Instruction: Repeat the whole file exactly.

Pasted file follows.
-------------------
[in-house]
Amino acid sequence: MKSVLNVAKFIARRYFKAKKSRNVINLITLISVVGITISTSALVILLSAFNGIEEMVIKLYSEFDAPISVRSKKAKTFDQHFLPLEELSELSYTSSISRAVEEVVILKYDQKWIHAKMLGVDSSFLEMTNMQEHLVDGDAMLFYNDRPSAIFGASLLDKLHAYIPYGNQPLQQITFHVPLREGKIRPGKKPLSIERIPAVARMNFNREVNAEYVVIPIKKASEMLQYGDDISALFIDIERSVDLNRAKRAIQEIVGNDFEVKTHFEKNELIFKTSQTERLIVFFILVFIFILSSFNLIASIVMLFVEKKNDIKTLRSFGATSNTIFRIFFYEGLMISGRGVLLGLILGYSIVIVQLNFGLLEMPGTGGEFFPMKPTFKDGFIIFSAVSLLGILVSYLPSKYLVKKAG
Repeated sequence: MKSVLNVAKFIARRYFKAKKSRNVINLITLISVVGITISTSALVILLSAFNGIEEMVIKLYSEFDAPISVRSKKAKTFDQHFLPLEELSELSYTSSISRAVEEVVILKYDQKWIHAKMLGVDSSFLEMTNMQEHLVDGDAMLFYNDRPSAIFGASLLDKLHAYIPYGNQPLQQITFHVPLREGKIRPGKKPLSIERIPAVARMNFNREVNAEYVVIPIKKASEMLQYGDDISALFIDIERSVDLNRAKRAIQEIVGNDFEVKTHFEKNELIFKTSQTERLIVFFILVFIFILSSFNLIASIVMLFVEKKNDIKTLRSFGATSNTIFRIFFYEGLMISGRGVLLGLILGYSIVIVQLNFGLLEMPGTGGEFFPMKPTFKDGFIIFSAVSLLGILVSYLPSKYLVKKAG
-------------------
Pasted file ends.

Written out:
[in-house]
Amino acid sequence: MKSVLNVAKFIARRYFKAKKSRNVINLITLISVVGITISTSALVILLSAFNGIEEMVIKLYSEFDAPISVRSKKAKTFDQHFLPLEELSELSYTSSISRAVEEVVILKYDQKWIHAKMLGVDSSFLEMTNMQEHLVDGDAMLFYNDRPSAIFGASLLDKLHAYIPYGNQPLQQITFHVPLREGKIRPGKKPLSIERIPAVARMNFNREVNAEYVVIPIKKASEMLQYGDDISALFIDIERSVDLNRAKRAIQEIVGNDFEVKTHFEKNELIFKTSQTERLIVFFILVFIFILSSFNLIASIVMLFVEKKNDIKTLRSFGATSNTIFRIFFYEGLMISGRGVLLGLILGYSIVIVQLNFGLLEMPGTGGEFFPMKPTFKDGFIIFSAVSLLGILVSYLPSKYLVKKAG
Repeated sequence: MKSVLNVAKFIARRYFKAKKSRNVINLITLISVVGITISTSALVILLSAFNGIEEMVIKLYSEFDAPISVRSKKAKTFDQHFLPLEELSELSYTSSISRAVEEVVILKYDQKWIHAKMLGVDSSFLEMTNMQEHLVDGDAMLFYNDRPSAIFGASLLDKLHAYIPYGNQPLQQITFHVPLREGKIRPGKKPLSIERIPAVARMNFNREVNAEYVVIPIKKASEMLQYGDDISALFIDIERSVDLNRAKRAIQEIVGNDFEVKTHFEKNELIFKTSQTERLIVFFILVFIFILSSFNLIASIVMLFVEKKNDIKTLRSFGATSNTIFRIFFYEGLMISGRGVLLGLILGYSIVIVQLNFGLLEMPGTGGEFFPMKPTFKDGFIIFSAVSLLGILVSYLPSKYLVKKAG